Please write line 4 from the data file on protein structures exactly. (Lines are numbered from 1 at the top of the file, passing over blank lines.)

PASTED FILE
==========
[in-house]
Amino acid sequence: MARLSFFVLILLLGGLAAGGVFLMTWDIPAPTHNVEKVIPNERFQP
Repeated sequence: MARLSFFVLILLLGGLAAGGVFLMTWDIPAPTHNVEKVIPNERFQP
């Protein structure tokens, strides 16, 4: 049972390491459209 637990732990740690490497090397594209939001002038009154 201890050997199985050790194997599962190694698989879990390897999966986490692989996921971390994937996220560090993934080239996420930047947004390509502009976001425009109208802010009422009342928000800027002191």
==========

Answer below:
């Protein structure tokens, strides 16, 4: 049972390491459209 637990732990740690490497090397594209939001002038009154 201890050997199985050790194997599962190694698989879990390897999966986490692989996921971390994937996220560090993934080239996420930047947004390509502009976001425009109208802010009422009342928000800027002191």